It was Donald Ray Pollock who first drew my attention to Sam Lipsyte's work in a Q&A he did for the Roving Editor back in 2008. Don praised Lipsyte's 'great and quirky' collection Venus Drive. I sought out his work online and discovered the stories 'Cremains' and 'Flashback, or Why Nobody Won the Fight Between Our Fathers in Walt Wilmer's Toolshed'. Their pitch-black humour and terse, self-incriminating narrative voices reminded me strongly of early Beckett fictions (in particular First Love and Other Novellas) mixed with the earthiness of Bukowski.
Lipsyte has produced three novels since Venus Drive. His latest, The Ask, will appear in the UK next month, thanks to independent publisher Old Street. (Full disclosure: I occasionally do some work for Old Street in my capacity as a freelance editor.) The Observer has already flagged up what amounts to a major coup for a small UK publisher, given the widespread critical acclaim The Ask has enjoyed in the States, not to mention its respectable showing on the New York Times bestseller list.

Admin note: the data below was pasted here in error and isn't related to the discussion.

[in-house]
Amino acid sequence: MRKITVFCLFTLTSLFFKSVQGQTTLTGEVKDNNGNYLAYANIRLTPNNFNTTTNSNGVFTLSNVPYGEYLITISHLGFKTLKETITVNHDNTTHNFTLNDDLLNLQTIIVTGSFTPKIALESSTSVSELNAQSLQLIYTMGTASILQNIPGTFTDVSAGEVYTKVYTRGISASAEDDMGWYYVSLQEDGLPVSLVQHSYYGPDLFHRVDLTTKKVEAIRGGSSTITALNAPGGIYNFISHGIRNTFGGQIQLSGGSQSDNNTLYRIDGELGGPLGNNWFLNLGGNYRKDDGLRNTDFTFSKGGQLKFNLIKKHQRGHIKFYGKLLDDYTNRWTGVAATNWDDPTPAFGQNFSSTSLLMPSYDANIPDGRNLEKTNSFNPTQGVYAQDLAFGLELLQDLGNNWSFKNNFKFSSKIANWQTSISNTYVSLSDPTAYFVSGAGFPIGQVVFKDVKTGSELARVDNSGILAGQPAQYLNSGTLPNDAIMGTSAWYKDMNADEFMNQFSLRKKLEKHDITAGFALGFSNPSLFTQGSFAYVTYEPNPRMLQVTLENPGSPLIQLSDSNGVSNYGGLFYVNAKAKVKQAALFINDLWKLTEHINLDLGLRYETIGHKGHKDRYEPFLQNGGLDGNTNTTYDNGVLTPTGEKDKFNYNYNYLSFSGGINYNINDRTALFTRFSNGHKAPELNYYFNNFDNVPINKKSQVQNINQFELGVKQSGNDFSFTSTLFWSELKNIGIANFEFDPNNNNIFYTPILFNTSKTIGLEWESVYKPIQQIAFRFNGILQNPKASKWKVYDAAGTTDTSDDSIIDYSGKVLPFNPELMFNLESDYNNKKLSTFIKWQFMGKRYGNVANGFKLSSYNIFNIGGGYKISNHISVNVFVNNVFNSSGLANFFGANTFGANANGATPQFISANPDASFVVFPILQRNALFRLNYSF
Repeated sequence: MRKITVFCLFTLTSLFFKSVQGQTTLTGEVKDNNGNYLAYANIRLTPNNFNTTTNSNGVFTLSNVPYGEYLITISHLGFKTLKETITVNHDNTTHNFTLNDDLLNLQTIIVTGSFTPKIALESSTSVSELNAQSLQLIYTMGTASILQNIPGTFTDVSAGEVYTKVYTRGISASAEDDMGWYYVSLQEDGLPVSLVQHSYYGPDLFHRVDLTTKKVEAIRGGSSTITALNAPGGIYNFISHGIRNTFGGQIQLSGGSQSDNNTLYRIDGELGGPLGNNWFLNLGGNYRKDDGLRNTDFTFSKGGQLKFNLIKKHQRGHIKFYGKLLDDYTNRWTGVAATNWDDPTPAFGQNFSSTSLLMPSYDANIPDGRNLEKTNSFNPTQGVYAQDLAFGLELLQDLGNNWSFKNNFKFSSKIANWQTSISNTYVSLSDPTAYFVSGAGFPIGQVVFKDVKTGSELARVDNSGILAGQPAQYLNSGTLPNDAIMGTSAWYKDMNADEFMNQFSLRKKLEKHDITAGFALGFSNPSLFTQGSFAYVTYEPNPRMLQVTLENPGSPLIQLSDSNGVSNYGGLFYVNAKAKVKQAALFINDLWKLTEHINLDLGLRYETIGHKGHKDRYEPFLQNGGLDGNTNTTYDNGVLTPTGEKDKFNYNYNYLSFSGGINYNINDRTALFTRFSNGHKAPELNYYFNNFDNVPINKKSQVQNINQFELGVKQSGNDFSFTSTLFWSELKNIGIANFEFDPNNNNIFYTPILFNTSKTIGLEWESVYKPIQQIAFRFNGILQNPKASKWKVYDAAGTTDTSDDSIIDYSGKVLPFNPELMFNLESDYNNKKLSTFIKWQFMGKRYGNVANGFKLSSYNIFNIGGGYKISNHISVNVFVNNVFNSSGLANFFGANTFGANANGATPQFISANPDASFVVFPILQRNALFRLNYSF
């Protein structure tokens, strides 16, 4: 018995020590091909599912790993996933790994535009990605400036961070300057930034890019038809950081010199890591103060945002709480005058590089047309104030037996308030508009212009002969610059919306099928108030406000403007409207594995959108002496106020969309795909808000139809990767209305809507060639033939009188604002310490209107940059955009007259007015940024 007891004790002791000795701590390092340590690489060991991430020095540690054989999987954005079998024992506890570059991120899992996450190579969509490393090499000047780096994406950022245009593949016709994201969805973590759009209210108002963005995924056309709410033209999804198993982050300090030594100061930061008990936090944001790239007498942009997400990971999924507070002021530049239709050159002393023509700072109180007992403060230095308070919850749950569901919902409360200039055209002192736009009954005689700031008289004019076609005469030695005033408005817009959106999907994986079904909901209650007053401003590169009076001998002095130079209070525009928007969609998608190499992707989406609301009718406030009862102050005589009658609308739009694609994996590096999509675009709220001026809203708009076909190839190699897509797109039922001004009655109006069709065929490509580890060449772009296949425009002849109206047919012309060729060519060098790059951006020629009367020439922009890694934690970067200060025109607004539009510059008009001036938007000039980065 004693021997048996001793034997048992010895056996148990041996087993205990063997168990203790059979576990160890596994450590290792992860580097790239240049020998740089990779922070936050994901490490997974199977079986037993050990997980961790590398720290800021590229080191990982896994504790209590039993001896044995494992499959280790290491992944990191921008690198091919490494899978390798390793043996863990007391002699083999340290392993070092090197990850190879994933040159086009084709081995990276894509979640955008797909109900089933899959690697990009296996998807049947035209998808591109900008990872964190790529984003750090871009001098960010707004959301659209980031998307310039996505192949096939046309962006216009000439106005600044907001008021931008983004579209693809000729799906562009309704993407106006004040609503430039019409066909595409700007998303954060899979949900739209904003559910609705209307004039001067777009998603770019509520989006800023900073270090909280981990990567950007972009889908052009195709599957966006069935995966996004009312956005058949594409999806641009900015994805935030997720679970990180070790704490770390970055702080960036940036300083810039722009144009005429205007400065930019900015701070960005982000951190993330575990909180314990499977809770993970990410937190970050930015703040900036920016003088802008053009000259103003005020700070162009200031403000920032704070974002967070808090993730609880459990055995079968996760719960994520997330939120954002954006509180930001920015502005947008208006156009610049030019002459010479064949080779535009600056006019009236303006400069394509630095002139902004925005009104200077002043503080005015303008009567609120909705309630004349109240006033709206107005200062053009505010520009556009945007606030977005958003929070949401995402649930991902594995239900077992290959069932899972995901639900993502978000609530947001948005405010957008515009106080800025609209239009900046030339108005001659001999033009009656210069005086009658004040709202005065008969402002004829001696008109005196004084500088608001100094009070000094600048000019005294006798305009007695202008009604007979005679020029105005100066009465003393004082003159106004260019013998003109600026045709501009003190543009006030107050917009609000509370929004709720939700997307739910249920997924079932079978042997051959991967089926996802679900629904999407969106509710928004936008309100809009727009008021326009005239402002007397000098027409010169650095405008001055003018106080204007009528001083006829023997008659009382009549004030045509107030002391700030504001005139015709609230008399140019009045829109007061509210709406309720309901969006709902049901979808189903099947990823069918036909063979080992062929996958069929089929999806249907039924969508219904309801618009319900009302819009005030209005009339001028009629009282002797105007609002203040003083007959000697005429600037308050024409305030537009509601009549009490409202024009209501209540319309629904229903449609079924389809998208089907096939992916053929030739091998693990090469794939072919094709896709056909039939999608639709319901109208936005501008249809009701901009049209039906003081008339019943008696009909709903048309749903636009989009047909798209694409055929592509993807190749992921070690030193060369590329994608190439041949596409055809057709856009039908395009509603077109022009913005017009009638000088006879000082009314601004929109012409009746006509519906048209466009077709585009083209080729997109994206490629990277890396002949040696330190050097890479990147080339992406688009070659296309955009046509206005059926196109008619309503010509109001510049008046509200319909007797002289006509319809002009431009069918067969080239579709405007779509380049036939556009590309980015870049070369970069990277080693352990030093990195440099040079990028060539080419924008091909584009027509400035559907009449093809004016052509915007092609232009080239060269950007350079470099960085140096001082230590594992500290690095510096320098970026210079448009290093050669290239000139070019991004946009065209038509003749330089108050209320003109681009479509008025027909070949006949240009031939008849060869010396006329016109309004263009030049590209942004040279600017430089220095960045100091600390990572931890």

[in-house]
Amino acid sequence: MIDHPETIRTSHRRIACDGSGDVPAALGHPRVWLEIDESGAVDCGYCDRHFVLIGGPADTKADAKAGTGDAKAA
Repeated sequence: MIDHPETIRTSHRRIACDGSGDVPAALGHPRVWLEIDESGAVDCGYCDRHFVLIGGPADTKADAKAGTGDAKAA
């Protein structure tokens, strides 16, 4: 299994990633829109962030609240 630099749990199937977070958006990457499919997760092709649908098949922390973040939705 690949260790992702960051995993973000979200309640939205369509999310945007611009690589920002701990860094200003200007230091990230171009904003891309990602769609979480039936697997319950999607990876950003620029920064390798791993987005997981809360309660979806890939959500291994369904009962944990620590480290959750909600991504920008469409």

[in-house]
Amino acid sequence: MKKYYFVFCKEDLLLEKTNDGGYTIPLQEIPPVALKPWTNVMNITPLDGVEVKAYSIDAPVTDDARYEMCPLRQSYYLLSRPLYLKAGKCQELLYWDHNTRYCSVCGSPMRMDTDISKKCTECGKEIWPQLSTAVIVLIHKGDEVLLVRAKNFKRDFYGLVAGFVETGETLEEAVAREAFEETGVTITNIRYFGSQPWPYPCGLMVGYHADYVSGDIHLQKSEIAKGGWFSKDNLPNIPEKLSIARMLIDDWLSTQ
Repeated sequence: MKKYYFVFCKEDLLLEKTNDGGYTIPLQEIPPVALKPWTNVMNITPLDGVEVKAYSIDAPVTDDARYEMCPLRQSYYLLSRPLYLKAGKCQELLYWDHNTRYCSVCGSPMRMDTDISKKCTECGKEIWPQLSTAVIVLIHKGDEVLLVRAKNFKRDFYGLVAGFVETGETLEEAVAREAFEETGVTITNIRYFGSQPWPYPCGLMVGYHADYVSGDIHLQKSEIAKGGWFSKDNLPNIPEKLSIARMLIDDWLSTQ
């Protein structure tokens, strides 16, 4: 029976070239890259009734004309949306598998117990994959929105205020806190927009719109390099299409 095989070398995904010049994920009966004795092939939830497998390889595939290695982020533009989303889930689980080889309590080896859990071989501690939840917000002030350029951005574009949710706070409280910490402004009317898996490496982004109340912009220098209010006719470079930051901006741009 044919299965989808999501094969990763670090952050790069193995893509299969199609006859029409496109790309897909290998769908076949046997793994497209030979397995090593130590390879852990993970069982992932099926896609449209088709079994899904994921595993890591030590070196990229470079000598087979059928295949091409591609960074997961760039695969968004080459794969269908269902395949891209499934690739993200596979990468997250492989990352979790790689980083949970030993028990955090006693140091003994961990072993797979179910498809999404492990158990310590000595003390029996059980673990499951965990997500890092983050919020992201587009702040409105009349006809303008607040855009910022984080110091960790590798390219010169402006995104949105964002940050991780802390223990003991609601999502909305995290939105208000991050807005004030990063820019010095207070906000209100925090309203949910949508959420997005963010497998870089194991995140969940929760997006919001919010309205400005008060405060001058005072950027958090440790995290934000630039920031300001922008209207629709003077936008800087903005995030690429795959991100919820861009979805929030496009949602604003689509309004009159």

On the evidence of what I have read so far, The Ask is that rarest of literary beasts, a comic novel that manages to be both funny and profound. Its beleaguered protagonist Milo Burke has echoes of Ignatius J. Reilly in A Confederacy of Dunces, while the world of work is depicted with the same merciless eye for detail that made Then We Came to the End so bracing and true. Milo is a fund-raiser for a university in New York he knows is second-rate, but for which he is obliged to make 'the ask', a role that puts him in touch with a wealthy former college friend who has questionable motives for making 'the give'. I'm hoping the working out of the plot is as satisfying as this premise -- and the promise of the opening chapters -- suggests.
If further persuasion is needed, take this endorsement of The Ask from another fine writer who has been featured on these pages, Wells Tower: 'One of the most hilarious and perfectly executed books that I've read in recent years.'